A bias resistor 118 is connected between the gate and source electrodes of FET 114, and another bias resistor 120 is connected between the gate and source electrodes of FET 116. Resistors 118, 120 may each be 20K. Gate electrodes of the FETs 110, 112 are directly connected to one another, and to the drain electrode of bias control FET 116. The series connected FETs 110, 112 are switched between closed and open states by way of the common transformer bank including transformers TA, TB and TC shown in FIGS. 5 and 11. The source electrodes of bias control FETs 114, 116 are connected across a secondary winding of transformer TB. As shown in FIGS. 5 and 10, the primary of transformer TB is continuously energized by a bias oscillator 122. The anode of diode D5 is connected to one side of a secondary winding of transformer TA. The other end of resistor 118 and the source electrode of FET 114 are connected together and to a remaining side of the secondary winding of transformer TA. The anode of diode D6 is connected to one side of a secondary winding of transformer TC. The remaining end of resistor 120 and the source electrode of FET 116 are connected together and to a remaining side of the transformer T.sub. C secondary winding. Relative phase relationships among the secondary windings connected to terminals of the switch circuit 108a or 108b are as shown in FIG. 8.

It will be understood from FIGS. 5 and 10 that in the absence of either signal CONTROL 1 or 2, a primary of transformer TC is energized and transformer TA is not energized by bias oscillator 122. Thus, FET 116 is turned on in response to a positive VGS developed by diode D6 and resistor 120 in response to an AC voltage from the secondary of transformer TC. Since an AC signal always is provided by the secondary of TB, a positive VGS is established for FETs 110 and 112 across the zener diodes 118, 120, to switch FETs 110, 112 both on. When a drive signal is sensed and a control signal switches the AC primary winding supply portion 80 shown in FIGS. 5 and 10, the TC secondary output is extinguished and a secondary output is provided by TA N FET 114 is then gated on by the action of diode D5 and resistor 118, and a negative VGS is established for the FETs 110, 112. Thus, the load resistors 106a and 106b are removed from across the output terminals of the sense circuits 82, 84, and drive signals from the associated power amplifier means 14' pass directly to the inputs of the noise trap circuits 20' connected in line with the sense circuits 82, 84 as shown in FIG. 12.

As mentioned, the bias voltage supplies 60a, 60b for each of the noise trap circuits 20' (see FIGS. 4 and 5) are connected to the common transformer bank of FIG. 11. In the absence of either signal CONTROL 1 or 2, the secondaries of transformers TB and TC produce AC signals. FET 62 in each bias voltage rectifier and supply portion 66 (FIG. 5) is gated on by the TC secondary voltage which is rectified by diode D3. A positive VGS is thus established for the shunt FETs 50, 52 to open their channels, while the same positive VGS is established for FETs 54, 56 to pinch their channels off and block noise signals appearing at input terminals 42a, 42b. When a drive signal is sensed by the circuits 82, 84 and a control signal is triggered, the TC secondary is extinguished and AC voltages are present at the TB and TA secondaries. Accordingly, FET 64 is gated on by diode D4, and a negative VGS is provided for the FETs 50, 52 to close their channels, i.e., produce an open circuit across output terminals 44a, 44b of the circuit in FIG. 4. Resistor 68 and resistor 70 discharge the gate to source capacitance of FET 62 and 64 respectively when bias oscillator is removed. The negative VGS is also provided for FETs 54, 56 which serves to open their channels and allow drive signals appearing at input terminal 42a, 42b to appear substantially unattenuated at output terminals 44a, 44b.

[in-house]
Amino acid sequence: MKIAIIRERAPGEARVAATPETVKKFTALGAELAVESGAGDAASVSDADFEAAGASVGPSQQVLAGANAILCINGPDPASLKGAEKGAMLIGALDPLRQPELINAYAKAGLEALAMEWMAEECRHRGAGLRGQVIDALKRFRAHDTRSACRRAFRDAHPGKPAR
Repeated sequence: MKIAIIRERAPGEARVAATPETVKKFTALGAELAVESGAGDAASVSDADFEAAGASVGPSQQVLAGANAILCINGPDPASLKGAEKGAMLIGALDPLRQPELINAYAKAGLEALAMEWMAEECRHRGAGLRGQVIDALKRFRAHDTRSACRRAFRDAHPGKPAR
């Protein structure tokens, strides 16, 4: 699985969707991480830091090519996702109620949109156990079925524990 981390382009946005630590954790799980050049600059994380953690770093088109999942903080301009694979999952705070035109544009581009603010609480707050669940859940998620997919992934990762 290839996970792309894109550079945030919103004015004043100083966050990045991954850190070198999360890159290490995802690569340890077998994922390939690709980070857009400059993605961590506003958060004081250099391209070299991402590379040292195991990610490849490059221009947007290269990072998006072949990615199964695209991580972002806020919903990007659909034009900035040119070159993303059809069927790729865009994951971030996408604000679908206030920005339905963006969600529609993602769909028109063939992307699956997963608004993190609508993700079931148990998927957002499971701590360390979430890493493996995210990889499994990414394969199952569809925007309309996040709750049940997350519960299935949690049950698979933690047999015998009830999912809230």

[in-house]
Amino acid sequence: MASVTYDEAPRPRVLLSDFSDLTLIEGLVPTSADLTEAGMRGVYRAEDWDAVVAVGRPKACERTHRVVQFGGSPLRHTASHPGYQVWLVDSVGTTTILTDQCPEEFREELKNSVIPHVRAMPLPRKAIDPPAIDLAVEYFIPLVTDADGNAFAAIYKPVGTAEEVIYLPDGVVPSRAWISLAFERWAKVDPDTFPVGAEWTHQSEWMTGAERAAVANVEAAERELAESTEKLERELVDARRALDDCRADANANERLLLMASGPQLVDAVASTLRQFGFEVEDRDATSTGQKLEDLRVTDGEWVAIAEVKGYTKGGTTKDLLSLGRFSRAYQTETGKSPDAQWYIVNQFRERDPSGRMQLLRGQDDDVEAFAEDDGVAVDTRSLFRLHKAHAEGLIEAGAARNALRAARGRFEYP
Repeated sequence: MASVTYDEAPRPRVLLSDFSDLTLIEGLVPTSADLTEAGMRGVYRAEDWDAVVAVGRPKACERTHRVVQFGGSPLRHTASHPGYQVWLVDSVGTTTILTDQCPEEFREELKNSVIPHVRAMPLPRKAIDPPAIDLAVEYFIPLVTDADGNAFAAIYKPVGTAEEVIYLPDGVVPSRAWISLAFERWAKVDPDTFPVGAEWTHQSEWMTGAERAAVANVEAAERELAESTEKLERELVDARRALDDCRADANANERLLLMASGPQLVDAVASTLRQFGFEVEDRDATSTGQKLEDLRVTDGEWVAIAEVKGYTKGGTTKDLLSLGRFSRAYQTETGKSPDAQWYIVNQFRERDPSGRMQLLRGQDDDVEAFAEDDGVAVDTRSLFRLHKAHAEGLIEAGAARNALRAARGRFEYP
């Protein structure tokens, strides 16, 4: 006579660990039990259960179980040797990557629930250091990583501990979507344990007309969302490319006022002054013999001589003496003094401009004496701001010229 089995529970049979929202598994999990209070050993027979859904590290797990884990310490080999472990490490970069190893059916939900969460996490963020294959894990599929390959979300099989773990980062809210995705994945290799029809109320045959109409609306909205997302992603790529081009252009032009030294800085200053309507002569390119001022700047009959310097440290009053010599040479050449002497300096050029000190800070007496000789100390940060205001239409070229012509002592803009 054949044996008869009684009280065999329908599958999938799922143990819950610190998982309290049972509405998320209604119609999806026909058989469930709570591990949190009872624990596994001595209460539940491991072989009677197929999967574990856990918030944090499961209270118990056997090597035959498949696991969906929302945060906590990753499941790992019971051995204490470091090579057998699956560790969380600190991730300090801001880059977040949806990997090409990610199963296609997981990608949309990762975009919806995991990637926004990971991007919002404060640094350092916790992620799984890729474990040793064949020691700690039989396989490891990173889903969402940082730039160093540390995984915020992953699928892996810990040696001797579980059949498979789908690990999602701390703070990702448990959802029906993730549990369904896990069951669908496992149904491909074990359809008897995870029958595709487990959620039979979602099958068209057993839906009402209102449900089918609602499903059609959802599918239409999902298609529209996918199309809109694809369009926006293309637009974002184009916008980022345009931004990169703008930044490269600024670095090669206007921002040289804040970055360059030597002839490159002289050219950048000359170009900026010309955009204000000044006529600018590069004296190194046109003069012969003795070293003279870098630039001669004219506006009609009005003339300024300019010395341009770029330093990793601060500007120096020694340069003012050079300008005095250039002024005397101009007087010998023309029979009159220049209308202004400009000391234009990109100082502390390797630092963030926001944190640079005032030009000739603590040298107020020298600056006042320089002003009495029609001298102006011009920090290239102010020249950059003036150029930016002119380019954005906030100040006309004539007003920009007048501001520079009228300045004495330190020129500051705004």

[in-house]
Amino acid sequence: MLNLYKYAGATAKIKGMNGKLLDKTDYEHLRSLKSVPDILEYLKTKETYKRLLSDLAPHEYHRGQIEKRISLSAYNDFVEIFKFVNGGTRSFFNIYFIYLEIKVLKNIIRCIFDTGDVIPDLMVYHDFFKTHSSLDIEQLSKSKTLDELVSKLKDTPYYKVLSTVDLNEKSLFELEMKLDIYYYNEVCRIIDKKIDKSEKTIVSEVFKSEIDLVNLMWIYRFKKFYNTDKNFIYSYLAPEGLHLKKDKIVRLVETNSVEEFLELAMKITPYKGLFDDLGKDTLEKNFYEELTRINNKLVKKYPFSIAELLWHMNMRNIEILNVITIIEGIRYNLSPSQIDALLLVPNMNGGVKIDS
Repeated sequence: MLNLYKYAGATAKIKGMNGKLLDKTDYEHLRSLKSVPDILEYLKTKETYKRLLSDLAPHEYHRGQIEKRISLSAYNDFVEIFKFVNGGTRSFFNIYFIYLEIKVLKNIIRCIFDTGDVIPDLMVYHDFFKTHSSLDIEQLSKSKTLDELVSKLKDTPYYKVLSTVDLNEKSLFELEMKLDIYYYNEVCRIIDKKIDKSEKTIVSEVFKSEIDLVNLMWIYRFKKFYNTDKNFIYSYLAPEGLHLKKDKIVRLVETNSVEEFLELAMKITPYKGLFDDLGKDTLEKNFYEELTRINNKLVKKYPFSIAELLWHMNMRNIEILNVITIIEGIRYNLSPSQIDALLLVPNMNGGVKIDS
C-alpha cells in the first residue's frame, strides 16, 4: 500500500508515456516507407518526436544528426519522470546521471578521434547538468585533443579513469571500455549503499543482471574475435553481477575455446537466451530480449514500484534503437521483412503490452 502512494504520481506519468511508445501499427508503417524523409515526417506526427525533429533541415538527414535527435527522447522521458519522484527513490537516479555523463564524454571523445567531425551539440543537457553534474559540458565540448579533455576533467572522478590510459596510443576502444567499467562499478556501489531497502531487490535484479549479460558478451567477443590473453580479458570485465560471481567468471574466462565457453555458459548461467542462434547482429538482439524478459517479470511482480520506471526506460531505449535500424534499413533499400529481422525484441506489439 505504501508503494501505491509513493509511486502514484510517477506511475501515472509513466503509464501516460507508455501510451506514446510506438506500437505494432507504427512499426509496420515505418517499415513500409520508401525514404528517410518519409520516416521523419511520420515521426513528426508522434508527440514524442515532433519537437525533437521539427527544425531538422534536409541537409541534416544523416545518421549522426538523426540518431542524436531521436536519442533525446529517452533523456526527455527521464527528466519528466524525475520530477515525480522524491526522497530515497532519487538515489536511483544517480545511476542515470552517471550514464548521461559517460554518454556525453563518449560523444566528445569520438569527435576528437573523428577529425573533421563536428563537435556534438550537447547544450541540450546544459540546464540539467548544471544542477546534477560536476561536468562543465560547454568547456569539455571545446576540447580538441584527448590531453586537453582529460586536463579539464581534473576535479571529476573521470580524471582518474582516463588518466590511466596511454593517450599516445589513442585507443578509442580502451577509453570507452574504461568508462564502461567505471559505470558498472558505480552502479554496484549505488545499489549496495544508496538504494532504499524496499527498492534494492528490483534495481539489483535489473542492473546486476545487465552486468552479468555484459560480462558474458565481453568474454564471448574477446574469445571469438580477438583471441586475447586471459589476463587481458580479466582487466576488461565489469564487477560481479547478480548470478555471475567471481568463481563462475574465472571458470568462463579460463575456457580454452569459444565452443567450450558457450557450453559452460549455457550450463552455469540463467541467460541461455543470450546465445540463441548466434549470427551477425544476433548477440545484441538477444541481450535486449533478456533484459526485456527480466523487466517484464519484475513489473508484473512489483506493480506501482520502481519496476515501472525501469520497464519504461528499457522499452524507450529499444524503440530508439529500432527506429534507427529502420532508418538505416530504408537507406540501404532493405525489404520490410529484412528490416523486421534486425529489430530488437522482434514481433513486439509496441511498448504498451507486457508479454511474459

It has been found that to minimize feed-through of signals from bias oscillator 122 which may be operating at, e.g., 300 KHz, the secondary connections from the transformers to the bias voltage rectifier and supply portion 66 in FIG. 5 must be phased as shown in the drawing, so as to minimize the voltage between the gate electrodes of FETs 50 and 52. That is, pulses used to charge the gate electrodes should be equal in magnitude and in-phase so that there is no differential voltage gate-to-gate or source-to-source.

A noise trap constructed according to FIG. 4 yielded 79 dB of rejection at 25 KHz, with rejection decreasing at 6 dB per octive. Low drive transmit linearity was demonstrated down to -60 dB drive. Table 3 below shows a measured transfer characteristic for the circuit of FIG. 4 at levels from -36 dB to -60 dB drive at 25 KHz.

              TABLE 3______________________________________Relative Drive Level            Input     Output______________________________________-60 dB           -18.7 dBv -18.4 dBv-54 dB           -12.8 dBv -12.5 dBv-48 dB           -6.8 dBv  -6.5 dBv-42 dB           -0.7 dBv  -0.6 dBv-36 dB           +5.3 dBv  +5.5 dBv______________________________________

While the foregoing description represents preferred embodiments of the present invention, it will be obvious to those skilled in the art that various changes and modifications may be made, without departing from the true spirit and scope of the present invention.

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Referenced by
Citing PatentFiling datePublication dateApplicantTitle
US5198903 *Oct 12, 1990Mar 30, 1993Gemini Industries Inc.Television frequency converter with automatic gain control and output terminal isolation
US6752761 *Apr 4, 2002Jun 22, 2004Ge Medical Systems Global Technology Company, LlcUltrasonic diagnostic apparatus and power supply apparatus
US7039360 *Jan 22, 2002May 2, 2006Maspro Denkoh Co., Ltd.External noise intrusion prevention device, signal amplifier, protector and antenna plug
US7351204Feb 5, 2004Apr 1, 2008Ge Medical Systems Global Technology Company, LlcUltrasonic diagnostic apparatus
Classifications
U.S. Classification367/87, 367/901, 455/283
International ClassificationH03K5/08, H03H11/04, G01S7/52
Cooperative ClassificationY10S367/901, G01S7/527, H03K5/08, H03H11/04
European ClassificationG01S7/527, H03H11/04, H03K5/08
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May 4, 1987ASAssignment
Owner name: HAZELTINE CORPORATION, A CORP. OF DE.
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Effective date: 19870423